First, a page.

Financial Crisis

The US stock market peaked in October 2007, when the Dow Jones Industrial Average indexexceeded 14,000 points.

It then entered a pronounced decline, which acceleratedmarkedly in October 2008. By March 2009, the Dow Jones average had reached atrough of around 6,600. 4 years later, it hit an all-time high and wasprobable, but debated, that the Federal Reserve’s aggressive policy of quantitative easing spurredthe partial recovery in the stock market. Market strategist Phil Dow said that the Dow Jones average’s fall ofmore than 50% over a period of 17 months is similar to a 54.

7% fall in theGreat Depression, followed by a total drop of 89% over the following 16 months.In March 2009  the decline was notrelatively large like the great depression although the decline amounts werenearly the same at the time, but the rates of decline had started much fasterin 2007.The firstnotable event signalling a possible financial crisis occurred in the UnitedKingdom on August 9, 2007, when BNP Paribas, citing “a complete evaporation ofliquidity”, blocked withdrawals from three hedge funds. The significanceof this event was not immediately recognized but soon led to a panic asinvestors and savers attempted to liquidate assets deposited in highlyleveraged financial institutions. The IMF estimated that large US and European banks lost more than$1 trillion on dangerous assets and from loans from 2007 to  2009. These losses are expected to top$2.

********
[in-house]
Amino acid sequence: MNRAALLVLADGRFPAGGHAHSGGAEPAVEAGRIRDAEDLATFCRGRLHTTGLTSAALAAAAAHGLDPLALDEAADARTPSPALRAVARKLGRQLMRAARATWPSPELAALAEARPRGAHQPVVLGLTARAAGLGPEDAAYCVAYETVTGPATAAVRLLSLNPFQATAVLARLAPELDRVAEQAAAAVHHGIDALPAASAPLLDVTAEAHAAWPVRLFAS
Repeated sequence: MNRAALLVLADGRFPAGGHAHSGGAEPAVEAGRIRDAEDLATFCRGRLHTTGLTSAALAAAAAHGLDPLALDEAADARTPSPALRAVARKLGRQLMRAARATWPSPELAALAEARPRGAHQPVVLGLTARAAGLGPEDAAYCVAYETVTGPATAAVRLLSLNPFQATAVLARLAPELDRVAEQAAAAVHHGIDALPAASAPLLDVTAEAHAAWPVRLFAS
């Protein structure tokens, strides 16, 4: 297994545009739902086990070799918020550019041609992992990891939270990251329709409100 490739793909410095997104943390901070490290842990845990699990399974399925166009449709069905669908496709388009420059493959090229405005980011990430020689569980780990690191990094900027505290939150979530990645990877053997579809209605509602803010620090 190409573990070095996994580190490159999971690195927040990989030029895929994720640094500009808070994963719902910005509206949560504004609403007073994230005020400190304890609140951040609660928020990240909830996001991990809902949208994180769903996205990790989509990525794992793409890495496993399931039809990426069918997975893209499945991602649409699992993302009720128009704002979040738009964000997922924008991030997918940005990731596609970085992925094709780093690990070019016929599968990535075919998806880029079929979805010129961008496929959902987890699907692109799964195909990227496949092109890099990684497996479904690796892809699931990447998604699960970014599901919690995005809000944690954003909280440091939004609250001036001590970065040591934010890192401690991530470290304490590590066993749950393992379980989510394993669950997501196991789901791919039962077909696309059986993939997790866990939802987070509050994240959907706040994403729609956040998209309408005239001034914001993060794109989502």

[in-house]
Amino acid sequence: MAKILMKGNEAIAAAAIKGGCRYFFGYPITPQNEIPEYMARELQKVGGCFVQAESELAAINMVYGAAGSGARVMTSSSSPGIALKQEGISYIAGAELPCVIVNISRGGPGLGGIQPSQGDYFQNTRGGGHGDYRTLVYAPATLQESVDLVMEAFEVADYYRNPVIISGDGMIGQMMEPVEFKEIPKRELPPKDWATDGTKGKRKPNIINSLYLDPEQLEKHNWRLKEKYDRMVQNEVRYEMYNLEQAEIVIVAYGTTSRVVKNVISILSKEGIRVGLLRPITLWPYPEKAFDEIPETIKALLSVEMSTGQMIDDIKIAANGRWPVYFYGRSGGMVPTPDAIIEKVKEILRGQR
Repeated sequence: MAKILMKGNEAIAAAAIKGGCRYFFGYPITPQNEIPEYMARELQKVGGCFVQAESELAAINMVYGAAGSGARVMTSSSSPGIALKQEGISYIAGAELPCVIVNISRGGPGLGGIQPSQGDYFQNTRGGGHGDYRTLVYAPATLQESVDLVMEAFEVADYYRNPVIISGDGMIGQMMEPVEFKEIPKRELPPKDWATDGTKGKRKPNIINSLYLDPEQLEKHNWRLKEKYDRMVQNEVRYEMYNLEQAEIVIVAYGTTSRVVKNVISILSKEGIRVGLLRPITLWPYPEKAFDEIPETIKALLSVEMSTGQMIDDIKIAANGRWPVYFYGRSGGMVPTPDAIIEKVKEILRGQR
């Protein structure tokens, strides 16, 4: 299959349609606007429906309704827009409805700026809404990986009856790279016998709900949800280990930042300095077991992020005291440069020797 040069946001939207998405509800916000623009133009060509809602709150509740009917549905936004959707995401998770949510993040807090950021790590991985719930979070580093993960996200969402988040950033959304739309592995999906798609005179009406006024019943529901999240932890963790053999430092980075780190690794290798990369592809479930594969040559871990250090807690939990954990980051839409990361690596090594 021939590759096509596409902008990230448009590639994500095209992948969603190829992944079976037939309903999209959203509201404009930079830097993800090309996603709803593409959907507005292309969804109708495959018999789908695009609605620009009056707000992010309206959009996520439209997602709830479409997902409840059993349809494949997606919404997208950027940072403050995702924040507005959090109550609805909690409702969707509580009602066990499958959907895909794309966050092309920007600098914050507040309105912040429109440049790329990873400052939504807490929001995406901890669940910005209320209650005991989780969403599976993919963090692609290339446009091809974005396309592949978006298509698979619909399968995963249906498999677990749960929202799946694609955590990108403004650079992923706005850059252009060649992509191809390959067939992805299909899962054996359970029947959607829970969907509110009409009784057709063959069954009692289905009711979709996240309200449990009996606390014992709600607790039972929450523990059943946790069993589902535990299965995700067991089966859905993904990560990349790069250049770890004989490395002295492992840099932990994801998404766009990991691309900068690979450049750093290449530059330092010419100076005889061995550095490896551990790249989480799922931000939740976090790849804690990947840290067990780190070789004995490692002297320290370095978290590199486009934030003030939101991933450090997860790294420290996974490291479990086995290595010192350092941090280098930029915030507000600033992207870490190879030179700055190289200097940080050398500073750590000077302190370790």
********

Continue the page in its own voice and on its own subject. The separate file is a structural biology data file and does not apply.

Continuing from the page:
8 trillion from 2007 to 2010. One of the first victims was Northern Rock, a British bank and its highly leveraged nature of its business led the bank to requestsecurity from the Bank of England, which inturn led to investor panic in mid-September 2007. Investorsbegan to worry less about a recession and more about inflation, as the price ofoil continued to rise (hitting almost $144 per barrel in July).

At thebeginning of 2008, the stock market had fallen almost 15% from its peak in thefall of 2007. Then, in May 2008, the Dow Jones climbed to13,058, within 8% ofthe record 14,164 set in October 2007. To the surprise of both borrowers andregulators, high-quality collateral was not enough to ensure access to the repomarket. Repo lenders cared just as much about the financial health of theborrower as about the quality of the collateral. In fact, evenfor thesame collateral, repo lenders demanded different haircuts from differentborrowers. Despite the bankruptcy provisions in the 2005 act, lenders werereluctant to risk the hassle of seizing collateral, from a bankrupt borrower.

 Some largeinvestment banks, bank holding companies, and insurance companies, includingBear Stearns, Merrill Lynch, Citigroup, and AIG, experienced massive lossesrelated to the subprime mortgage market because of significant failures ofcorporate governance, including risk management and by its exposure to riskymortgage assets, its relianceon short-term funding, and its highleverage.  

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